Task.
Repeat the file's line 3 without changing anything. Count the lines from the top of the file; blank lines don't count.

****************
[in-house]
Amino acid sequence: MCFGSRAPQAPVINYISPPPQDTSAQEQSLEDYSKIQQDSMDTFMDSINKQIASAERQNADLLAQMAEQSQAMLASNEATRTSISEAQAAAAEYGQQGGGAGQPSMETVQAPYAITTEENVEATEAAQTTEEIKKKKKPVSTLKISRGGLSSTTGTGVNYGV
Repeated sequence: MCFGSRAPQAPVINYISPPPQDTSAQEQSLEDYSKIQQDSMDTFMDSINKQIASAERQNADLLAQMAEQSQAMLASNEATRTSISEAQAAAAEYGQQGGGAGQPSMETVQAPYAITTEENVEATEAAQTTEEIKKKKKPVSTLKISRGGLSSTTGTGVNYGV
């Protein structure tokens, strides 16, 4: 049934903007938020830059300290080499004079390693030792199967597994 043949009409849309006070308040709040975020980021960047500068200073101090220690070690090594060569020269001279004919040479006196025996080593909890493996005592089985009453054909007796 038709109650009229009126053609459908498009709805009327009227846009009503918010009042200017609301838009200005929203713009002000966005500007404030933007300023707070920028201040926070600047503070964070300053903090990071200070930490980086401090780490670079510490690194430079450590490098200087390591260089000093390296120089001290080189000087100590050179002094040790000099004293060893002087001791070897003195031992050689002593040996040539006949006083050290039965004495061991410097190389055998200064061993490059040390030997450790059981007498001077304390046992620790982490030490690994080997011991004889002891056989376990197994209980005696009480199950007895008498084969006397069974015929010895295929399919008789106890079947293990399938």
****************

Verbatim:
Repeated sequence: MCFGSRAPQAPVINYISPPPQDTSAQEQSLEDYSKIQQDSMDTFMDSINKQIASAERQNADLLAQMAEQSQAMLASNEATRTSISEAQAAAAEYGQQGGGAGQPSMETVQAPYAITTEENVEATEAAQTTEEIKKKKKPVSTLKISRGGLSSTTGTGVNYGV